This OTYCD post originally appeared in April 2020.
See Political Charge’s vital posts on voting by mail, state by state.
Unsurprisingly, we’re recommending Political Charge again. Ok, we’re a little jealous because it beat us to a post we wanted to write. Still, it’s more important that the information gets out there, not who gets it out there.
As of Easter 2020, COVID-19 is upending the United States. [And as of July 2020, we have some bright spots but mostly grim news, and it’s wholly down to the lack of leadership at the top, with an assist from a clutch of Republican governors who find virtue in thumbing their collective noses at expertise.] The pandemic has thrown millions out of work and school and confined them to their homes in hopes of “flattening the curve”–slowing the spread of the disease and lessening the stress on hospitals. It’s unclear if so-called normal life can resume before researchers come up with a safe, effective vaccine. The earliest that could happen is about 18 months–or the fall of NEXT year.
The debacle in Wisconsin on April 7, which forced residents of cities to appear in person at the few polling that were able to open (many poll workers are elderly and opted to stay home rather than risk their health), made it clear we have to get to work, NOW, on making voting by mail a nationwide option.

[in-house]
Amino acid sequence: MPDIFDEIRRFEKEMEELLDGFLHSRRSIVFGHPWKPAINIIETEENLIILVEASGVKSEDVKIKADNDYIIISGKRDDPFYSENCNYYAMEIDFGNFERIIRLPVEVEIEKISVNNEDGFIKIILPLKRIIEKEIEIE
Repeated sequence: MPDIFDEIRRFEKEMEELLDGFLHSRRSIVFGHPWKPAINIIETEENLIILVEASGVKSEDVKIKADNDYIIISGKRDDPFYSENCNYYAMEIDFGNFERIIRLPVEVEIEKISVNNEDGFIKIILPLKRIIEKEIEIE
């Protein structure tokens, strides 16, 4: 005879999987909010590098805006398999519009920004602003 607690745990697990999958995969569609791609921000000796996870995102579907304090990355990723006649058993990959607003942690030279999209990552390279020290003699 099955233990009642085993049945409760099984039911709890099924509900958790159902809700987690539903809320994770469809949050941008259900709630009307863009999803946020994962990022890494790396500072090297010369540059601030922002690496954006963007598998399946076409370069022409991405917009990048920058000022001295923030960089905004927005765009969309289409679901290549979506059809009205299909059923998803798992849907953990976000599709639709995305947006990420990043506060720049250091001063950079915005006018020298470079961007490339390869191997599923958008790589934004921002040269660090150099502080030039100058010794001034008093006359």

Trump is–I know you’re shocked–opposed, because he and the Republicans believe that anything that helps more people vote makes it harder for them to win.
Anyway! Political Charge beat us to the punch with two must-read posts.
The first identifies all the states that allow some form of voting by mail, be it straight-up voting by mail or absentee ballots or something similar. See Voting By Mail Is Not New or Uncommon. Not By A Long Shot.
The second is a state-by-state breakdown with links you can click to learn what vote-by-mail provisions your state allows. That piece is titled How To Vote By Mail in Every Single State.
Please read those articles and share them far and wide, so all your friends and family can learn how to exercise their voting rights.
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